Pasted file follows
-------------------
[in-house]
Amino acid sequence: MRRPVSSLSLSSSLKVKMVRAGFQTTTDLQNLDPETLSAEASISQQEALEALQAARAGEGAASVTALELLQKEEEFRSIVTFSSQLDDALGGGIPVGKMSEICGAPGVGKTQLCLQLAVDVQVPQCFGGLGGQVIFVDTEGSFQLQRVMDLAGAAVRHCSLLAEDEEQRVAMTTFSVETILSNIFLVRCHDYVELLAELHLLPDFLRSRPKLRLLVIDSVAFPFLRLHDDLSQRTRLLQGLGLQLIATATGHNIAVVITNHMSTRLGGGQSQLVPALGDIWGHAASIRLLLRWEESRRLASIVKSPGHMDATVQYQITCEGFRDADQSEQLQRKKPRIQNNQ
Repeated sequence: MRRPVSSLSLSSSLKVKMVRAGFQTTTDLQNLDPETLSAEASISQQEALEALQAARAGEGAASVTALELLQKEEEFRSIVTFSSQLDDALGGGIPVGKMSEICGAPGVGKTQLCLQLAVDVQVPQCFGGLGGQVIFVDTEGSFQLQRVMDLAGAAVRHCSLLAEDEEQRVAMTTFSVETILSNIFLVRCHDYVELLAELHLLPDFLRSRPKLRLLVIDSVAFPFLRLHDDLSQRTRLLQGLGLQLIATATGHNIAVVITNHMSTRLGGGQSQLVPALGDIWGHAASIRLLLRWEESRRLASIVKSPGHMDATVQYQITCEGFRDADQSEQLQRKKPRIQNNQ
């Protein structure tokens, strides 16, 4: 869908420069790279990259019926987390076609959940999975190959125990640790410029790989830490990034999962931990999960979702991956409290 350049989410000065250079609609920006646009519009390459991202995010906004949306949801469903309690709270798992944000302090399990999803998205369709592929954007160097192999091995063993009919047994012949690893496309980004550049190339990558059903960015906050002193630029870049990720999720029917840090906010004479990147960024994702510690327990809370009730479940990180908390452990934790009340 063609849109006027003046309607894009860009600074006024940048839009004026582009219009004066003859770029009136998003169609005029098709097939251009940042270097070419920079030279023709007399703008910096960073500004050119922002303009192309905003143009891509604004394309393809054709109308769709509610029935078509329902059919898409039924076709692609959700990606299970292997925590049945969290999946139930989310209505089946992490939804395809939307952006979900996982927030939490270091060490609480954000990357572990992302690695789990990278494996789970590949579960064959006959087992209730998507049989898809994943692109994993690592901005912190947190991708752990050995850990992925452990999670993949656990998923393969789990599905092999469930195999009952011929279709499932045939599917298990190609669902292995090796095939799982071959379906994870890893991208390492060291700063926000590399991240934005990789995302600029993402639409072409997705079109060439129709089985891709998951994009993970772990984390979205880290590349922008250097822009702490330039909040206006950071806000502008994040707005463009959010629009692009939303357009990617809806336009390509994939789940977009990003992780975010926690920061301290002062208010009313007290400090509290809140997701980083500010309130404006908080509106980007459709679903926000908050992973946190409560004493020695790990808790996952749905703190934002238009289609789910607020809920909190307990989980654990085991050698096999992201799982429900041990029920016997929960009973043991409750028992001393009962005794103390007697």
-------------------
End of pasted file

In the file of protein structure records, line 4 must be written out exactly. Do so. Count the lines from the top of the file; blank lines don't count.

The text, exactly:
């Protein structure tokens, strides 16, 4: 869908420069790279990259019926987390076609959940999975190959125990640790410029790989830490990034999962931990999960979702991956409290 350049989410000065250079609609920006646009519009390459991202995010906004949306949801469903309690709270798992944000302090399990999803998205369709592929954007160097192999091995063993009919047994012949690893496309980004550049190339990558059903960015906050002193630029870049990720999720029917840090906010004479990147960024994702510690327990809370009730479940990180908390452990934790009340 063609849109006027003046309607894009860009600074006024940048839009004026582009219009004066003859770029009136998003169609005029098709097939251009940042270097070419920079030279023709007399703008910096960073500004050119922002303009192309905003143009891509604004394309393809054709109308769709509610029935078509329902059919898409039924076709692609959700990606299970292997925590049945969290999946139930989310209505089946992490939804395809939307952006979900996982927030939490270091060490609480954000990357572990992302690695789990990278494996789970590949579960064959006959087992209730998507049989898809994943692109994993690592901005912190947190991708752990050995850990992925452990999670993949656990998923393969789990599905092999469930195999009952011929279709499932045939599917298990190609669902292995090796095939799982071959379906994870890893991208390492060291700063926000590399991240934005990789995302600029993402639409072409997705079109060439129709089985891709998951994009993970772990984390979205880290590349922008250097822009702490330039909040206006950071806000502008994040707005463009959010629009692009939303357009990617809806336009390509994939789940977009990003992780975010926690920061301290002062208010009313007290400090509290809140997701980083500010309130404006908080509106980007459709679903926000908050992973946190409560004493020695790990808790996952749905703190934002238009289609789910607020809920909190307990989980654990085991050698096999992201799982429900041990029920016997929960009973043991409750028992001393009962005794103390007697």